In his work at Ecosystem Energy, Dan designs customized deep energy retrofits and distributed energy solutions for large buildings and campuses across multiple sectors (education, healthcare, government, multifamily housing). Prior energy experience includes policy analysis at the Pace Energy and Climate Center (a think tank) advancing distributed energy policy and adoption. He was also the assistant director of energy at the New York City Housing Authority (NYCHA), a public housing authority with over 178,000 dwelling units under direct management. Before moving to the energy sector, Dan was an IT infrastructure consultant for PricewaterhouseCoopers and an IT engineer for Barclays Capital. He has also served for the past 6 years as a director and office of the Clinton Hill Co-op, a 1,200+ unit apartment complex in Brooklyn and so has been both a provider and customer of large energy related capital projects. Dan has degrees in electrical engineering, information systems, and business administration.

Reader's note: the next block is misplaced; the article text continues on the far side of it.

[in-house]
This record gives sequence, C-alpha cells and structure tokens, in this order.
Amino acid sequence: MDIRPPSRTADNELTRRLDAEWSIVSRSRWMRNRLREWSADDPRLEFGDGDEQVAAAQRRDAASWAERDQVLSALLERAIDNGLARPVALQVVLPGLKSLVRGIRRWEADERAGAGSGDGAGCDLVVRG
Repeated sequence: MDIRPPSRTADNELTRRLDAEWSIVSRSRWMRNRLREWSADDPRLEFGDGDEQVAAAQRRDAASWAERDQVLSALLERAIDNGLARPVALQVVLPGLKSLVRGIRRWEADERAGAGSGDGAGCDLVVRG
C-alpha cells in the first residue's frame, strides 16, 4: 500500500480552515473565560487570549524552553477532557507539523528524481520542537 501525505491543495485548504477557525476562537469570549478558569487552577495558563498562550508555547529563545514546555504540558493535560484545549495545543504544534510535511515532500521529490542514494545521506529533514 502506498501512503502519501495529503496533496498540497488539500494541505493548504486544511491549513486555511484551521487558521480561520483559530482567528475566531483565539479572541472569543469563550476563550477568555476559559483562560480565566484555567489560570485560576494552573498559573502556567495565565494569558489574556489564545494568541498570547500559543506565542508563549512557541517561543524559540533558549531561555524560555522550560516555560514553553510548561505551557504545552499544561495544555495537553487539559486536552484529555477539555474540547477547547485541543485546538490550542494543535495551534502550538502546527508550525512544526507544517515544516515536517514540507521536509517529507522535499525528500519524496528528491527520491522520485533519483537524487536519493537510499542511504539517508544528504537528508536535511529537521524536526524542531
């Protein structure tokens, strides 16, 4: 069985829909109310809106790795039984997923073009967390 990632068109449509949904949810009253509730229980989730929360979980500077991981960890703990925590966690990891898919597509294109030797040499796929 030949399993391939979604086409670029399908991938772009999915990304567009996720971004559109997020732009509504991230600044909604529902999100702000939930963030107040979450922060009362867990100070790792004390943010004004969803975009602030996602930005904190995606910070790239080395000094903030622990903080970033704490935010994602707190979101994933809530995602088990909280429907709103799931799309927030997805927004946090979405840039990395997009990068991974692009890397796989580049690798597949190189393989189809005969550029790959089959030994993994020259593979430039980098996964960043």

For a building to be truly “smart,” sensors and controls will play a large role. Traditionally, a building's central plant and HVAC controls (BMS) have been created separate and apart from the networks maintained by the IT department, and even from each other. Buildings will often have separate systems for workstation/internet access, temperature control, and lighting/occupancy sensors. These disparate networks can now be integrated with each other, at lower cost, in ways compatible with corporate IT networks. But IT departments are often loath to take on additional scope or allow for unknown or unproven devices to be added to their networks. Security concerns are often keenly felt. A well connected “smart” building is going to mean partnering with IT. This presentation will talk about the advantages these new systems offer and advice on how to enroll IT in the process and get their buy-in for smart buildings.
Presentation: Winning IT Department's Support for Smart Building Deployment